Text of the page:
Imputation methods to improve inference in SNP association studies

James Y. Dai, Ingo Ruczinski, Michael Leblanc, Charles Kooperberg

Research output: Contribution to journalArticlepeer-review

41 Scopus citations


Missing single nucleotide polymorphisms (SNPs) are quite common in genetic association studies. Subjects with missing SNPs are often discarded in analyses, which may seriously undermine the inference of SNP-disease association. In this article, we develop two haplotype-based imputation approaches and one tree-based imputation approach for association studies. The emphasis is to evaluate the impact of imputation on parameter estimation, compared to the standard practice of ignoring missing data. Haplotype-based approaches build on haplotype reconstruction by the expectation-maximization (EM) algorithm or a weighted EM (WEM) algorithm, depending on whether case-control status is taken into account. The tree-based approach uses a Gibbs sampler to iteratively sample from a full conditional distribution, which is obtained from the classification and regression tree (CART) algorithm. We employ a standard multiple imputation procedure to account for the uncertainty of imputation. We apply the methods to simulated data as well as a case-control study on developmental dyslexia. Our results suggest that imputation generally improves efficiency over the standard practice of ignoring missing data. The tree-based approach performs comparably well as haplotype-based approaches, but the former has a computational advantage. The WEM approach yields the smallest bias at a price of increased variance.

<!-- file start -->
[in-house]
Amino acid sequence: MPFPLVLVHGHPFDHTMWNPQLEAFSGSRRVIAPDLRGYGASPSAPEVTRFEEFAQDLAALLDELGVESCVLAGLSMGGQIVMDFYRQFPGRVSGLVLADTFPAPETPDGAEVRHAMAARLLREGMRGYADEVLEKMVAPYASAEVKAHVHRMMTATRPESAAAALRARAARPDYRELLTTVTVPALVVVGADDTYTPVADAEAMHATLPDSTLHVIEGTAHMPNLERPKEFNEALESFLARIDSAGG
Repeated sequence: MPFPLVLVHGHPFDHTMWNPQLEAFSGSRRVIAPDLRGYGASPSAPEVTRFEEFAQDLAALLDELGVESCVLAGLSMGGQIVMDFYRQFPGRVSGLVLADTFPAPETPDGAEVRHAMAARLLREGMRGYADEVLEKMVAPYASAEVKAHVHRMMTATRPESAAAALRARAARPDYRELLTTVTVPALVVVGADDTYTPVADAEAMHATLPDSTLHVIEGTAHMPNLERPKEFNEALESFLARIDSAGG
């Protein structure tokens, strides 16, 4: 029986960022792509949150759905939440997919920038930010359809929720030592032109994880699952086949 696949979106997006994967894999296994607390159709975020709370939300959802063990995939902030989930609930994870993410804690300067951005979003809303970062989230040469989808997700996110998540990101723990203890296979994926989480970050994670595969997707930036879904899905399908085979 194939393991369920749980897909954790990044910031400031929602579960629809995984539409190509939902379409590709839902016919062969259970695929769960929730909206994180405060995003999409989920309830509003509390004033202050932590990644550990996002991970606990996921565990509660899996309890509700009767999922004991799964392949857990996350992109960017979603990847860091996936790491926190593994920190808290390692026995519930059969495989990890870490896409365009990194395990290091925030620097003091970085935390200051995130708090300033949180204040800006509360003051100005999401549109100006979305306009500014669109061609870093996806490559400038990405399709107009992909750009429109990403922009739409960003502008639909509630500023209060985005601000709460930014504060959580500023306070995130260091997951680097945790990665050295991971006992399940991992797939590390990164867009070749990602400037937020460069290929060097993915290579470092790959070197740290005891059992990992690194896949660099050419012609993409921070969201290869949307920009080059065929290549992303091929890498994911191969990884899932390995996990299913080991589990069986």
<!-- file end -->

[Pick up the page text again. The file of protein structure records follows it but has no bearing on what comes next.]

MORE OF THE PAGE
Original languageEnglish (US)
Pages (from-to)690-702
Number of pages13
JournalGenetic epidemiology
Issue number8
StatePublished - Dec 2006


  • CART
  • EM algorithm
  • Gibbs sampler
  • Linkage disequilibrium
  • Multiple imputation

ASJC Scopus subject areas

  • Epidemiology
  • Genetics(clinical)


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